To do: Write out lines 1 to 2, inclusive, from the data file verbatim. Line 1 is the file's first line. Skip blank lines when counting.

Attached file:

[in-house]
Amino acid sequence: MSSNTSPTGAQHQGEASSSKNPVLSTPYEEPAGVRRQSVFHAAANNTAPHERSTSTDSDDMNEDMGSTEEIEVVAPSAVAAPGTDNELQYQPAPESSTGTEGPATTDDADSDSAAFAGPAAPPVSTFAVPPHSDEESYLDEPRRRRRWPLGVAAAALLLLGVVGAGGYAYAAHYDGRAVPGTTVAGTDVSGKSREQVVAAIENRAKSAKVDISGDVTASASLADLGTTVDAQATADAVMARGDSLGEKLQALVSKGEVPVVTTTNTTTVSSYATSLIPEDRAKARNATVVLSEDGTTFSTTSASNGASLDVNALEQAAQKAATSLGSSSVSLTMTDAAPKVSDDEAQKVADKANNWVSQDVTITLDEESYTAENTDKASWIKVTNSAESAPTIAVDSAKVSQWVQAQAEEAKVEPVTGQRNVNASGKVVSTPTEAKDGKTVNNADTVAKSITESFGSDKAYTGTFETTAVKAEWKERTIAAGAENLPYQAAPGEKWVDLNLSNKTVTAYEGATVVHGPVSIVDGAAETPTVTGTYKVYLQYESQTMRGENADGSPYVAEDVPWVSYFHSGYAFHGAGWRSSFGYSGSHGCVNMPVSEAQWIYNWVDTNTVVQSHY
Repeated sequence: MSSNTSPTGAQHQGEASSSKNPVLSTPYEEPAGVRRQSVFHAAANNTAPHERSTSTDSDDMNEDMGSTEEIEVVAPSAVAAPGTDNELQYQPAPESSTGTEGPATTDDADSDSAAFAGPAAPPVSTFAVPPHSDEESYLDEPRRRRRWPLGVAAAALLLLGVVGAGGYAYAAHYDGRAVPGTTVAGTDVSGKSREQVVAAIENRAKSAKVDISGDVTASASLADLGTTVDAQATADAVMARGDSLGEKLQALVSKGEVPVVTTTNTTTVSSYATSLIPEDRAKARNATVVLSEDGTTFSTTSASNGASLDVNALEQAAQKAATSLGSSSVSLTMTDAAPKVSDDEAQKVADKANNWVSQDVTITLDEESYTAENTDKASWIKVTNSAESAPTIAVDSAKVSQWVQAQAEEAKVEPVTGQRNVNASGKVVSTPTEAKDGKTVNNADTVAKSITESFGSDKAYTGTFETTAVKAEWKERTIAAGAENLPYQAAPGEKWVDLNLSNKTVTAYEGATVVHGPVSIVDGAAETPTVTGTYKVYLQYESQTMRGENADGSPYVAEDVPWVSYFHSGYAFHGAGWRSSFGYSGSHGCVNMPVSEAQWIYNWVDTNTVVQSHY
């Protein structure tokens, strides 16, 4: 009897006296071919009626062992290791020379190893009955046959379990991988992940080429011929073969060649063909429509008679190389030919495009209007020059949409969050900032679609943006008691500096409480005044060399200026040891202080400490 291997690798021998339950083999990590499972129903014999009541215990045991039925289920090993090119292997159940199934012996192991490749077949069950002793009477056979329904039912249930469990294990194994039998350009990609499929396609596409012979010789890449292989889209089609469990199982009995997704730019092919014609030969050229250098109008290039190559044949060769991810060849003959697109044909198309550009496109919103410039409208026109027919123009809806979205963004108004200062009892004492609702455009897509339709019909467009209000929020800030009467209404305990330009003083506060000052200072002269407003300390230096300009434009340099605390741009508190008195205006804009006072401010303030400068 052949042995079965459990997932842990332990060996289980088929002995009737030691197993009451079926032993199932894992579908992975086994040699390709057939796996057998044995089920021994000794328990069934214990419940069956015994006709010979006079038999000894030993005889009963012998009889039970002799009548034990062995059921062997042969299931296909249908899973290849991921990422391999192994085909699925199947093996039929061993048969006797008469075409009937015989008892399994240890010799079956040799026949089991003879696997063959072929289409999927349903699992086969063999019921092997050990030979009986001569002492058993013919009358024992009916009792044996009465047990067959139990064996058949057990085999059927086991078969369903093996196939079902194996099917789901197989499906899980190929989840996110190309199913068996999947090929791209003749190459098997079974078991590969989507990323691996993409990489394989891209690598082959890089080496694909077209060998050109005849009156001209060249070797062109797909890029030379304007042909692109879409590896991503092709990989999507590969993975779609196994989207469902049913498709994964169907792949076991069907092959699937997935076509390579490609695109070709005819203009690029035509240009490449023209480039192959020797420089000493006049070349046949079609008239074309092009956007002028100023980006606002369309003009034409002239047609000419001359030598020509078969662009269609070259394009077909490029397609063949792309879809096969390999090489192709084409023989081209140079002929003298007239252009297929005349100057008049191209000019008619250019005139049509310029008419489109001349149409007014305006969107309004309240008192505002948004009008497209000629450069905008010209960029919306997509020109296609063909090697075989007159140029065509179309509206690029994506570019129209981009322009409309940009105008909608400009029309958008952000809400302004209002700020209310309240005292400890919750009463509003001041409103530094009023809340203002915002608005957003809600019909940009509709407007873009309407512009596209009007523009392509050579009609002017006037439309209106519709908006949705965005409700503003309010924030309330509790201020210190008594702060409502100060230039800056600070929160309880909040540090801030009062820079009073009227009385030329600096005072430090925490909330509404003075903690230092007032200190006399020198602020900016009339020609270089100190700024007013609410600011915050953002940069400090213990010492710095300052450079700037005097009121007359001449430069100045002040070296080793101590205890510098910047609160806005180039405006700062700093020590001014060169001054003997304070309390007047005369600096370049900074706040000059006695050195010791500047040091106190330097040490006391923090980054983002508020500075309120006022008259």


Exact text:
[in-house]
Amino acid sequence: MSSNTSPTGAQHQGEASSSKNPVLSTPYEEPAGVRRQSVFHAAANNTAPHERSTSTDSDDMNEDMGSTEEIEVVAPSAVAAPGTDNELQYQPAPESSTGTEGPATTDDADSDSAAFAGPAAPPVSTFAVPPHSDEESYLDEPRRRRRWPLGVAAAALLLLGVVGAGGYAYAAHYDGRAVPGTTVAGTDVSGKSREQVVAAIENRAKSAKVDISGDVTASASLADLGTTVDAQATADAVMARGDSLGEKLQALVSKGEVPVVTTTNTTTVSSYATSLIPEDRAKARNATVVLSEDGTTFSTTSASNGASLDVNALEQAAQKAATSLGSSSVSLTMTDAAPKVSDDEAQKVADKANNWVSQDVTITLDEESYTAENTDKASWIKVTNSAESAPTIAVDSAKVSQWVQAQAEEAKVEPVTGQRNVNASGKVVSTPTEAKDGKTVNNADTVAKSITESFGSDKAYTGTFETTAVKAEWKERTIAAGAENLPYQAAPGEKWVDLNLSNKTVTAYEGATVVHGPVSIVDGAAETPTVTGTYKVYLQYESQTMRGENADGSPYVAEDVPWVSYFHSGYAFHGAGWRSSFGYSGSHGCVNMPVSEAQWIYNWVDTNTVVQSHY